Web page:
Oyster History and Oyster Restoration

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					Predicting the Future of San Francisco Bay: Learning from History




   Does knowing the History of
  Life in the Bay help us with its
            Restoration?


                     Andrew Cohen
              Center for Research on
               Aquatic Bioinvasions
Reactive   • Reducing Damage
           • Preservation




Active     • Restoration
Nichols et al. 1986
Tidal Saltmarsh in San Francisco Bay


 Before 1850          190,000 acres

 1979                  31,000 acres

 2000                  40,000 acres

 Restoration target   100,000 acres
Planting for saltmarsh restoration (from Zedler 1987).
Paul Amato photo
Eco-historical knowledge:


   • Past abundance

   • Why we lost it

   • Details of nature and function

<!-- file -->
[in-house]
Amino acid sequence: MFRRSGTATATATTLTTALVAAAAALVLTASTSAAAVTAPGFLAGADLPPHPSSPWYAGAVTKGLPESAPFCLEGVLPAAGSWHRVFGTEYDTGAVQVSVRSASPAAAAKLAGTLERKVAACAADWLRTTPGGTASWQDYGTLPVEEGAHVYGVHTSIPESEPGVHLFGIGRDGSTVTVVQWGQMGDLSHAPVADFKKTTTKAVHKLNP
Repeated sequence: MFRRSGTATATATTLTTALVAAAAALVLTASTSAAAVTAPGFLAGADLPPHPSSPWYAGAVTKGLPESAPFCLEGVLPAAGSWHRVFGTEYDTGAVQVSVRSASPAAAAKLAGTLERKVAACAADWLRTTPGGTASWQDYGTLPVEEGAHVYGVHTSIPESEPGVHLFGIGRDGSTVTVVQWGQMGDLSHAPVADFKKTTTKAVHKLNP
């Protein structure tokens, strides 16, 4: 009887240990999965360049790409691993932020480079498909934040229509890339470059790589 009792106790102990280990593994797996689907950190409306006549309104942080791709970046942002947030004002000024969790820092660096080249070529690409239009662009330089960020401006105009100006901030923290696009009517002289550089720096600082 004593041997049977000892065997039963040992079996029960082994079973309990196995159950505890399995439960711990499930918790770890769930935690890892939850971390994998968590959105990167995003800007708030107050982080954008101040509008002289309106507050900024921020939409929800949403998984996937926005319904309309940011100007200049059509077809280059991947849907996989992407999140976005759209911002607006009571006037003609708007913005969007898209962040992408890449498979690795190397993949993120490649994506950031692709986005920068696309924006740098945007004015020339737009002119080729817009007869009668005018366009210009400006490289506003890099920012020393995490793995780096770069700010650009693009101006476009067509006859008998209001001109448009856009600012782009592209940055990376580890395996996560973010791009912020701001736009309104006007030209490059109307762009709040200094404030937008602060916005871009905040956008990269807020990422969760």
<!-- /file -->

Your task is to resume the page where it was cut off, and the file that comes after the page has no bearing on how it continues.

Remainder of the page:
What does Eco-history tell us?




  Olympia oyster Ostrea lurida
“Historically, the native oyster (Ostrea lurida), was present
in the Bay in prodigious quantities.”      —Skinner 1962


“Massive shell middens formerly found around the Bay
indicated that aboriginal people consumed large
quantities of mollusks, particularly the native oyster
Ostrea lurida…Evidence of the rapid decline of shellfish
resources soon after the arrival of the white man is
equally striking.”                        —Nichols 1979


“These oysters were really super-abundant 150 years
ago," said Edwin "Ted" Grosholz, a marine ecology
specialist at UC Davis. “We know that from the harvest